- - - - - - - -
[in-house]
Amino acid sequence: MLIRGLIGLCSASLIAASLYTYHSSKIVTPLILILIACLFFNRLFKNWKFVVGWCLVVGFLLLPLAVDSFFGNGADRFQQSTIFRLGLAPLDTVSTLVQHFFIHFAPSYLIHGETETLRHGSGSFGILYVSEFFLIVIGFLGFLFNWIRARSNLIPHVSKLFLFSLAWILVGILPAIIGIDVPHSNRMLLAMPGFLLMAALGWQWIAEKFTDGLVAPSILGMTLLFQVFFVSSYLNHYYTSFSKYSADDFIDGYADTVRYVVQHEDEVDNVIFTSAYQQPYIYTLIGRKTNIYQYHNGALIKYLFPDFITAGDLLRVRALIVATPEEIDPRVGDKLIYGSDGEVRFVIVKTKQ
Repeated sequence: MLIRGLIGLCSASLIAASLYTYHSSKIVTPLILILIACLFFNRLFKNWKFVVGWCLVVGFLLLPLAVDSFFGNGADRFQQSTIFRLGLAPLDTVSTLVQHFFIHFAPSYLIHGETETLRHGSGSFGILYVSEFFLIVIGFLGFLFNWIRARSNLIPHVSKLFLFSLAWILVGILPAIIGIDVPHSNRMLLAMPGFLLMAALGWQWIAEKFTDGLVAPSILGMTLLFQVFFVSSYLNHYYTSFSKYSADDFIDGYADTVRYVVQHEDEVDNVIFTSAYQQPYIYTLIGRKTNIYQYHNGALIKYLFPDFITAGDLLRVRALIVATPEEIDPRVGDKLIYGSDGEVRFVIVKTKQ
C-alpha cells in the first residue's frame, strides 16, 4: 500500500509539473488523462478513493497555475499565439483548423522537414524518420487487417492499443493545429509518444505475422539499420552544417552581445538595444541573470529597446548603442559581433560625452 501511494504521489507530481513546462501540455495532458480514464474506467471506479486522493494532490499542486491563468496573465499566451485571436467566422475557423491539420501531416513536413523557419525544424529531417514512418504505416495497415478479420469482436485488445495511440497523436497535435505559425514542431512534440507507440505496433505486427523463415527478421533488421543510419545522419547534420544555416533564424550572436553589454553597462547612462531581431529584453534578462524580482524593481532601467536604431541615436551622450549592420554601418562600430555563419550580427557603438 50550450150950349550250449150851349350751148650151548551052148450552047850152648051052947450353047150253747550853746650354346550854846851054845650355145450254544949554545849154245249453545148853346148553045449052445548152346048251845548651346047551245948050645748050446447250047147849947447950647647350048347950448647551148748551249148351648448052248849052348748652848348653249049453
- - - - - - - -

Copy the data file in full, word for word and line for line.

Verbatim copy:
[in-house]
Amino acid sequence: MLIRGLIGLCSASLIAASLYTYHSSKIVTPLILILIACLFFNRLFKNWKFVVGWCLVVGFLLLPLAVDSFFGNGADRFQQSTIFRLGLAPLDTVSTLVQHFFIHFAPSYLIHGETETLRHGSGSFGILYVSEFFLIVIGFLGFLFNWIRARSNLIPHVSKLFLFSLAWILVGILPAIIGIDVPHSNRMLLAMPGFLLMAALGWQWIAEKFTDGLVAPSILGMTLLFQVFFVSSYLNHYYTSFSKYSADDFIDGYADTVRYVVQHEDEVDNVIFTSAYQQPYIYTLIGRKTNIYQYHNGALIKYLFPDFITAGDLLRVRALIVATPEEIDPRVGDKLIYGSDGEVRFVIVKTKQ
Repeated sequence: MLIRGLIGLCSASLIAASLYTYHSSKIVTPLILILIACLFFNRLFKNWKFVVGWCLVVGFLLLPLAVDSFFGNGADRFQQSTIFRLGLAPLDTVSTLVQHFFIHFAPSYLIHGETETLRHGSGSFGILYVSEFFLIVIGFLGFLFNWIRARSNLIPHVSKLFLFSLAWILVGILPAIIGIDVPHSNRMLLAMPGFLLMAALGWQWIAEKFTDGLVAPSILGMTLLFQVFFVSSYLNHYYTSFSKYSADDFIDGYADTVRYVVQHEDEVDNVIFTSAYQQPYIYTLIGRKTNIYQYHNGALIKYLFPDFITAGDLLRVRALIVATPEEIDPRVGDKLIYGSDGEVRFVIVKTKQ
C-alpha cells in the first residue's frame, strides 16, 4: 500500500509539473488523462478513493497555475499565439483548423522537414524518420487487417492499443493545429509518444505475422539499420552544417552581445538595444541573470529597446548603442559581433560625452 501511494504521489507530481513546462501540455495532458480514464474506467471506479486522493494532490499542486491563468496573465499566451485571436467566422475557423491539420501531416513536413523557419525544424529531417514512418504505416495497415478479420469482436485488445495511440497523436497535435505559425514542431512534440507507440505496433505486427523463415527478421533488421543510419545522419547534420544555416533564424550572436553589454553597462547612462531581431529584453534578462524580482524593481532601467536604431541615436551622450549592420554601418562600430555563419550580427557603438 50550450150950349550250449150851349350751148650151548551052148450552047850152648051052947450353047150253747550853746650354346550854846851054845650355145450254544949554545849154245249453545148853346148553045449052445548152346048251845548651346047551245948050645748050446447250047147849947447950647647350048347950448647551148748551249148351648448052248849052348748652848348653249049453